~Kathleen C. Buckwalter, PhD, RN, FAAN

Elizabeth “Jody” Clipp, PhD, RN, FAAN, The Bessie Baker Distinguished Professor of Nursing at Duke University and a nationally recognized researcher in the field of gerontology, died on August 5, 2007.

Dr. Clipp’s research addressed trajectories of health across the life course (veterans’ health and aging), health consequences of providing informal care for individuals with chronic illnesses and health promotion in chronic illness (cancer), and care at the end of life. Her scientific work led to a significant body of published works and scientific presentations. As a research scientist and aging expert, she published more than 100 papers on aspects of aging, work that was influential to revisions of care-related policies with the Veterans Administration system for individuals with chronic illnesses.

In addition to her own research program, Dr. Clipp was noted for her talents in building research capacity and mentoring others. Using her understanding of trajectories of health and illness in an innovative manner, she established two nationally recognized research centers: the Trajectories of Aging and Care Center, funded by the National Institutes of Health, and the Geriatric Interdisciplinary Research Center at Duke University, supported by the John A. Hartford Foundation. The scientific activity in these centers laid the foundation for the doctoral program at Duke University School of Nursing, a program focused on the preparation of nurse scientists with rigorous training in longitudinal methods and analyses. Dr. Clipp mentored many scientists from nursing and related disciplines, including gerontology, medicine, psychology, public health, sociology, and pharmacy. As a result, the nation’s capacity for understanding patterns of health, illness, and care over time continues to expand.

Dr. Clipp earned her undergraduate and master’s degrees in nursing at the University of Maryland and completed her doctoral studies in psychology at Cornell University. A postdoctoral fellowship in aging research brought her to Duke in 1984, where she joined the faculty in 1985. Concurrently, she was appointed as a core investigator in the Geriatric Research, Education and Clinical Center (GRECC) at the Durham Veterans Affairs Medical Center. In 2001, she joined the faculty of the Duke University School of Nursing.

Dr. Clipp served as the Associate Dean for Research Affairs for the Duke University School of Nursing until July 2007, when she resigned due to illness. In addition to her role in the School of Nursing, she held the rank of Professor of Medicine, Geriatrics Division, within the Duke University School of Medicine and was a Senior Fellow within the Duke Center for the Study of Aging and Human Development. She also served as Associate Director for Research for the GRECC.

Dr. Clipp’s research was characterized by the creative, rigorous application of social science methods (both qualitative and quantitative) to important problems in nursing. Her earliest work focused on describing a typology of trajectories of health and illness among veterans who had survived combat during World War II, demonstrating empirically that multiple trajectories (positive and negative, linear and nonlinear) ensued (Clipp, Pavalko, & Elder, 1992). Later, with support from the Nursing Research Initiative of the Department of Veterans Affairs, she conducted the largest national, longitudinal survey of informal caregivers of patients with dementia ever conducted. The National Longitudinal Caregivers Study provides an unusually broad perspective, over time, of the stressors and health responses of informal caregivers in a nationally representative sample and, thus, has laid the groundwork for the design of effective caregiver support interventions (Clipp, George, & Doyle, 1999; Clipp, Moore, & George, 1996). The study has generated a series of secondary analyses that are ongoing by scientists in economics, health policy, medicine, nursing, and pharmacy (Sleath, Thorpe, Landerman, Doyle, & Clipp, 2005; Van Houtven, Wilson, & Clipp, 2005; Moore, Zhu, & Clipp, 2001).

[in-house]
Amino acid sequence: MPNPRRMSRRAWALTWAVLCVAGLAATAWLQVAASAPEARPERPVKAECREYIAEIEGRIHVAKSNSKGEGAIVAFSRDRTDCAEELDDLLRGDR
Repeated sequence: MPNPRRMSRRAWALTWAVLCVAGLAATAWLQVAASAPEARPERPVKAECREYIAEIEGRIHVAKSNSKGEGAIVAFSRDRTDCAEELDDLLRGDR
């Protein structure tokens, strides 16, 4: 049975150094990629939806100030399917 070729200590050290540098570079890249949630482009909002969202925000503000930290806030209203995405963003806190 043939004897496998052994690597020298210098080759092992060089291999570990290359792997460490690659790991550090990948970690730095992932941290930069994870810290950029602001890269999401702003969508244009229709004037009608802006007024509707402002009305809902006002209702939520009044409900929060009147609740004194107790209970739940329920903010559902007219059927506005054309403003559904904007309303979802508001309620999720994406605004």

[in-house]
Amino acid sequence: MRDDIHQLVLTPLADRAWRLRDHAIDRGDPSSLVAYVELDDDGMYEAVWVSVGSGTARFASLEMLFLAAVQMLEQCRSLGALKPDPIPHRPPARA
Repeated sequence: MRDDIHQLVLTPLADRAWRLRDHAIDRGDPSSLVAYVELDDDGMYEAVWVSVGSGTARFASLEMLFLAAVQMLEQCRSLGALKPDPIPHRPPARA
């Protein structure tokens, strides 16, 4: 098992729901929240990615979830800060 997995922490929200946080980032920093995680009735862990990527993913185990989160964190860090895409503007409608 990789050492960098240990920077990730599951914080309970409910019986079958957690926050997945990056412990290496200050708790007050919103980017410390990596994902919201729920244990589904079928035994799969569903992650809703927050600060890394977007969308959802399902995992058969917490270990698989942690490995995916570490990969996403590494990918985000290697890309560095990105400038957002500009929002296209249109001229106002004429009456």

In addition to her focus on caregivers of older adults with chronic illness, Dr. Clipp contributed important insights into the understanding of behavioral approaches to prevention and treatment of individuals with cancer (Demark-Wahnefried, Peterson, McBride, Lipkus, & Clipp, 2000; McBride, Clipp, Peterson, Lipkus, & Demark-Wahnefried, 2000). As the nurse investigator on multidisciplinary teams studying lifestyle modification in cancer survivors, she helped develop and test novel interventions to allow older adults to benefit from diet and exercise interventions. In addition, she showed how psychosocial trajectories of cancer patients differ from their physiological trajectories (Clipp et al., 2004; Clipp, Hollis, & Cohen, 2001) and developed new methods of interdisciplinary assessment for older cancer patients (Ingram et al., 2002).